Curriculum planning is a key phase in designing effective teaching and learning for students. Effective planning involves teachers and leaders organising and bringing together the relevant curriculum content, the 'what to teach’; effective teaching strategies, the 'how to teach’; and assessment designed to feedback on, and measure learning.
Your state or territory curriculum and assessment authority or board provides specific planning guidance. While most schools already have planning documents that they use, guidance may be sought from the following resources, whether planning a whole-school scope and sequence, units of work or individual lessons.
In the primary years of schooling, it is important for teachers to be aware of the mathematical concepts that are covered in a particular year of a student's schooling and understand how these concepts are built on and developed as the student progresses throughout their primary years. A whole-school plan captures this sequence of developing mathematical content. The plan also enables connections to be made across other learning areas and where relevant numeracy skills can be used and developed.
In the secondary years, subjects are usually taught separately, however there is opportunity to make connections beyond the classroom, and to make connections across subjects. Having a whole-school plan enables a clear sequence of learning and meaningful connections to be identified and made across subjects and year levels.
This whole-school guide to curriculum planning from the Victorian Department of Education and Training aims to support teachers, instructional leaders and school leaders to plan and implement the curriculum at every layer of the school. The guide presents a series of guiding questions and key actions to support planning for the whole school, for a curriculum area or year level, and for units and lessons.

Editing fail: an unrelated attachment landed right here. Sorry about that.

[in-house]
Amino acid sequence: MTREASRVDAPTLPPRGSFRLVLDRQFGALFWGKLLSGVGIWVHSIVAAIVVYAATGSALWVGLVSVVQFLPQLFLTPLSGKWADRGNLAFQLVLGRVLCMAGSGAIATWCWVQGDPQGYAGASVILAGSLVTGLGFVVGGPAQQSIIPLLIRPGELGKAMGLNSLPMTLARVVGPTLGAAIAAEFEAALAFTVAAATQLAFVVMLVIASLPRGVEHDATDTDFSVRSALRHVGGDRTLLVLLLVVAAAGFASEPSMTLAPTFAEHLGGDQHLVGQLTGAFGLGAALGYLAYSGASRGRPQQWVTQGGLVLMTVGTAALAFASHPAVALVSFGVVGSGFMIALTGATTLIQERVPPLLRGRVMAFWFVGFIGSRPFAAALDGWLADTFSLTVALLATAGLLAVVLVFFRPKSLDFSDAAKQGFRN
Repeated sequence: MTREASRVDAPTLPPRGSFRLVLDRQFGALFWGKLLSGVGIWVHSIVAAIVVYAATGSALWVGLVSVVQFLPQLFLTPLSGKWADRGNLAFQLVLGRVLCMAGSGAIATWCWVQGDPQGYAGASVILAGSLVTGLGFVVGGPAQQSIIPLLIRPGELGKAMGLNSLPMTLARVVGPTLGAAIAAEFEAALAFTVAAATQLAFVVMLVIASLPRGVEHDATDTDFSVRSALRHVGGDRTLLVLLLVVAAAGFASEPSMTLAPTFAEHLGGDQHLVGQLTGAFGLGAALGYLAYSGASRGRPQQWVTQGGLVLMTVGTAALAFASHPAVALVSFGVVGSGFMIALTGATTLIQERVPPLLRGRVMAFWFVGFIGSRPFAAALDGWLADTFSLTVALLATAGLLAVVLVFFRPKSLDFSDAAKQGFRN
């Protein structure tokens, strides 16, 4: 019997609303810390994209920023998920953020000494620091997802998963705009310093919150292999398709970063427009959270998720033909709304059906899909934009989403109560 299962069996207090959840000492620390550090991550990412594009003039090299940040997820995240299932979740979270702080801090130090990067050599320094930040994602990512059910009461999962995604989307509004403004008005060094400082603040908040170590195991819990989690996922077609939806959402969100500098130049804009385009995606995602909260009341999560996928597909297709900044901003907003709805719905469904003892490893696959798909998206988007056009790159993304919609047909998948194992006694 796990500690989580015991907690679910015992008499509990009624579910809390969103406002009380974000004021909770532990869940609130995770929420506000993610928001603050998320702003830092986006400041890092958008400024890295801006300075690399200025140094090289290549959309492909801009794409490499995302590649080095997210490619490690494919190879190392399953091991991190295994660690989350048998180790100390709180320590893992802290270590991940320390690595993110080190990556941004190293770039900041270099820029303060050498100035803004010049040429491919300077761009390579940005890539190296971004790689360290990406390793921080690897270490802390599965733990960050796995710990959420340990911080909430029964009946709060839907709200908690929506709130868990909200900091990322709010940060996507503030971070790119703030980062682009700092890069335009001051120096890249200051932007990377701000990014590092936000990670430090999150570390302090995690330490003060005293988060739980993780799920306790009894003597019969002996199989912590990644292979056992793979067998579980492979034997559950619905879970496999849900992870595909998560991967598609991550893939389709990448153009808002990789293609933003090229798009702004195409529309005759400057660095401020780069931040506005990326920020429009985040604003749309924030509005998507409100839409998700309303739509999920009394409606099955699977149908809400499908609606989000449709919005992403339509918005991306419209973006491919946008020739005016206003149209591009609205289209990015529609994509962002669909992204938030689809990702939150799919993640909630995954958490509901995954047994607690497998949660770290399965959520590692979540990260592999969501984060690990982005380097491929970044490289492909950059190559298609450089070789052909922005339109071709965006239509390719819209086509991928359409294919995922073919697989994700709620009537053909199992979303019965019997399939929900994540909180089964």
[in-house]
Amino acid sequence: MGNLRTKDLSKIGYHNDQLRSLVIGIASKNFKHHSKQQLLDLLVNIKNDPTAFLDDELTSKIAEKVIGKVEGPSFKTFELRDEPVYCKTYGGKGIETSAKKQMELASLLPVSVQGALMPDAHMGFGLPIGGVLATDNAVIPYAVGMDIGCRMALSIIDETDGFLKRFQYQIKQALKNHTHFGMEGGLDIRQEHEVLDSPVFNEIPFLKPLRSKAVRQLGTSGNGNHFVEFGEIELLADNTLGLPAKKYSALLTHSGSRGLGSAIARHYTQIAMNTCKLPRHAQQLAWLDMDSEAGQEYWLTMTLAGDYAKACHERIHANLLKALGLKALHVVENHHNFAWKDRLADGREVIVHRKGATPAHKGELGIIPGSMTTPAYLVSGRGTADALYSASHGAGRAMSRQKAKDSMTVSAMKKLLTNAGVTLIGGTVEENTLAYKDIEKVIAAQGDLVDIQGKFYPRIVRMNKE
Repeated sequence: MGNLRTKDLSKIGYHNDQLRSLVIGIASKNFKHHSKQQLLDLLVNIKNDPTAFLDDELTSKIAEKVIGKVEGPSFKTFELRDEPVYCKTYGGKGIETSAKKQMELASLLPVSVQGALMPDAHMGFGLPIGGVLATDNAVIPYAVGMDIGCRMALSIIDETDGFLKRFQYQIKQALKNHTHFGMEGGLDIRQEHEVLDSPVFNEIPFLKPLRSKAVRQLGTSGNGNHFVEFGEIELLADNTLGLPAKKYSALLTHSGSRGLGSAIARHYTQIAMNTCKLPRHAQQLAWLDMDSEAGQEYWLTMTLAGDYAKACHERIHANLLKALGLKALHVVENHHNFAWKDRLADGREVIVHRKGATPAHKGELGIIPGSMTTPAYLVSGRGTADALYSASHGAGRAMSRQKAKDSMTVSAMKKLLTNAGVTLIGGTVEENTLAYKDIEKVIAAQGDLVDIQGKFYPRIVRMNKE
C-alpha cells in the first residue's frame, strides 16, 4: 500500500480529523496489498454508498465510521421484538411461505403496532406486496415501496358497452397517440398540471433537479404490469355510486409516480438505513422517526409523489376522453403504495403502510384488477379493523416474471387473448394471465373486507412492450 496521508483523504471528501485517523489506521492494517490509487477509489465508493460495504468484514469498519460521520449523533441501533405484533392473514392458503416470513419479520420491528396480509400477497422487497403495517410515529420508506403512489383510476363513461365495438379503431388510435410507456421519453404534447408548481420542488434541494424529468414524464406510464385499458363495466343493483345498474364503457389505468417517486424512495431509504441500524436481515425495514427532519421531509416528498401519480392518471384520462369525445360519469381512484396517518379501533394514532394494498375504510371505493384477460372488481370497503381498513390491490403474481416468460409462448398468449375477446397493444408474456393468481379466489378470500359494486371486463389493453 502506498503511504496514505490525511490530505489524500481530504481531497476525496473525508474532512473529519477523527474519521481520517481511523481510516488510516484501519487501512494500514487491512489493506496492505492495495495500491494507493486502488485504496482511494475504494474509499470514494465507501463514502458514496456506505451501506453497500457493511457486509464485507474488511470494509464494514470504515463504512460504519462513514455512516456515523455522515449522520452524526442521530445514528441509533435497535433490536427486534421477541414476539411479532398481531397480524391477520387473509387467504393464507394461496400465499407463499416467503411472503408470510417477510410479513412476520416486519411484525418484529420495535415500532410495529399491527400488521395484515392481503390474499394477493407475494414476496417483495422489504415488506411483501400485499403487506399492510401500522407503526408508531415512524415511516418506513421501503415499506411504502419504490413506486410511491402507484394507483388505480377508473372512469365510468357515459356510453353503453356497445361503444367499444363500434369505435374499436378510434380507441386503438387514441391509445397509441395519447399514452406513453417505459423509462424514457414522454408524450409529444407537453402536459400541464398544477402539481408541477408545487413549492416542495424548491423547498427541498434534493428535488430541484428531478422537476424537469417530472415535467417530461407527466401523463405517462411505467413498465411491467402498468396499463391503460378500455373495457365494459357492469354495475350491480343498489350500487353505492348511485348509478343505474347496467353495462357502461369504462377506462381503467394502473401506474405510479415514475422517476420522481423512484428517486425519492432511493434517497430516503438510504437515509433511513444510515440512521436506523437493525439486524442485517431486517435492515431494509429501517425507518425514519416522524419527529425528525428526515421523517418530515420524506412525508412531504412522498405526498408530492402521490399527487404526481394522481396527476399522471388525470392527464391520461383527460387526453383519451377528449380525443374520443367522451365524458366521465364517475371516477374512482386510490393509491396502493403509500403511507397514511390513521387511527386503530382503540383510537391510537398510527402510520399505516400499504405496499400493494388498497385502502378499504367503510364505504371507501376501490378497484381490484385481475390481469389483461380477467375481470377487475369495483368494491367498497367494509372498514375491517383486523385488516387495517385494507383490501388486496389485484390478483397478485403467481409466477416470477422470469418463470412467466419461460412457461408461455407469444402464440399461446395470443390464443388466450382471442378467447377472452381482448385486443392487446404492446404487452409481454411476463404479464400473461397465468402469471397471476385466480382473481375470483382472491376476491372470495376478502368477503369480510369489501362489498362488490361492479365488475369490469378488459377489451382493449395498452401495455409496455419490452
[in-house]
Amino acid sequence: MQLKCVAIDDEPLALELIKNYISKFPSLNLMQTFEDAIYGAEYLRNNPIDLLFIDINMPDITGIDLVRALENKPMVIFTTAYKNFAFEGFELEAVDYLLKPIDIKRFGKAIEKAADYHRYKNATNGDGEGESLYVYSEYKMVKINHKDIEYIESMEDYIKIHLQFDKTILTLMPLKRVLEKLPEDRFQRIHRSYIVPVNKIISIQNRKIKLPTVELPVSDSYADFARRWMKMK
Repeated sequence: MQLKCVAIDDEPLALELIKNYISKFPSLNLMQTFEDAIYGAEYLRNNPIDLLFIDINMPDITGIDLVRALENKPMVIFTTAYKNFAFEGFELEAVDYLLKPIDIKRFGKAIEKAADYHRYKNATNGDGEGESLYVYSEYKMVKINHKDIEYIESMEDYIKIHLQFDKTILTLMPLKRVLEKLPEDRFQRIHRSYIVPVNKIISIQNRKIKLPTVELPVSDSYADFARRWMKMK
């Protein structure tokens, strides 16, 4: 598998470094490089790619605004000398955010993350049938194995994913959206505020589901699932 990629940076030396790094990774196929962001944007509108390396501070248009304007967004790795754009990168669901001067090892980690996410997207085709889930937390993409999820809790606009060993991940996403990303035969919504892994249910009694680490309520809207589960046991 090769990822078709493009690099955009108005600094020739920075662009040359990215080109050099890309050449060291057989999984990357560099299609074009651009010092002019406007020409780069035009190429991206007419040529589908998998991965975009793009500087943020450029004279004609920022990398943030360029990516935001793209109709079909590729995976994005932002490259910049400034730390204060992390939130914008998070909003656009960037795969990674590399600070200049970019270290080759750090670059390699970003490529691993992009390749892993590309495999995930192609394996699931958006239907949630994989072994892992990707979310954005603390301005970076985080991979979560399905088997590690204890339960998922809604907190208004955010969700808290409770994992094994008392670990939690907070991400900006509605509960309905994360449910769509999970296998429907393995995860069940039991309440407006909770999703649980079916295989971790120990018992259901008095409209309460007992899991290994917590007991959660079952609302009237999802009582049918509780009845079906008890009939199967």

This whole-school curriculum and assessment template based on the Australian Curriculum provides:
- teaching and learning term overviews
- balance and coverage of general capabilities and cross-curricula priorities
- a whole-school assessment plan including range, balance and timing.
Having a scope and sequence across all levels of mathematics in a school gives teachers an awareness of what they are expected to deliver and provides a common vocabulary.
This table summarises the sequence of mathematics learning in the Australian Curriculum for F–10. Explore how big ideas such as fractions and decimals or geometric reasoning progress across year levels with this clear mapping of concepts to content descriptions.
The National Numeracy Learning Progression outlines a sequence of observable indicators of increasingly sophisticated understanding of, and skills in, key numeracy concepts. The progression includes details statements of observable student actions to determine how a student is progressing in their numeracy skills and understandings. The progressions give detailed examples for all of the elements and sub-elements of numeracy, and also link to support documents containing advice for embedding numeracy in other learning areas.